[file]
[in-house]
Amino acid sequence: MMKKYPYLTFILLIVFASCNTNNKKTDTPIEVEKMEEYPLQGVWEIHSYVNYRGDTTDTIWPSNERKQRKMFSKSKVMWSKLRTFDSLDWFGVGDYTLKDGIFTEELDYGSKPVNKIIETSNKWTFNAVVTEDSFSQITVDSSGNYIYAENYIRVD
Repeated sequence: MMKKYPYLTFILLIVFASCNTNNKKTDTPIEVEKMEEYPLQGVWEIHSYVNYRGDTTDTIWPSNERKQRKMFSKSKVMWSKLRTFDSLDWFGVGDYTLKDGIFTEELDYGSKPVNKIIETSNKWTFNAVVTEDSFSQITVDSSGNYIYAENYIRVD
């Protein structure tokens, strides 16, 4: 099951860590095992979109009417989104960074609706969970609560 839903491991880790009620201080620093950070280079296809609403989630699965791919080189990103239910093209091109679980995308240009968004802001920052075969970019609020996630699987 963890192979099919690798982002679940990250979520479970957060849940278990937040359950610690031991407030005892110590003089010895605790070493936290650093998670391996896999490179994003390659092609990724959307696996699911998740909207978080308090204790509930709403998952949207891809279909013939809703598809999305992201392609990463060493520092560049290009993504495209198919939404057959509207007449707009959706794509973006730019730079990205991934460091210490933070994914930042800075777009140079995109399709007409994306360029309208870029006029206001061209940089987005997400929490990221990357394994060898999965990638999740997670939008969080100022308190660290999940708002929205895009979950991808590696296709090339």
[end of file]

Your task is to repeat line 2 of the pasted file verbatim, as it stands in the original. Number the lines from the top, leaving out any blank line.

Amino acid sequence: MMKKYPYLTFILLIVFASCNTNNKKTDTPIEVEKMEEYPLQGVWEIHSYVNYRGDTTDTIWPSNERKQRKMFSKSKVMWSKLRTFDSLDWFGVGDYTLKDGIFTEELDYGSKPVNKIIETSNKWTFNAVVTEDSFSQITVDSSGNYIYAENYIRVD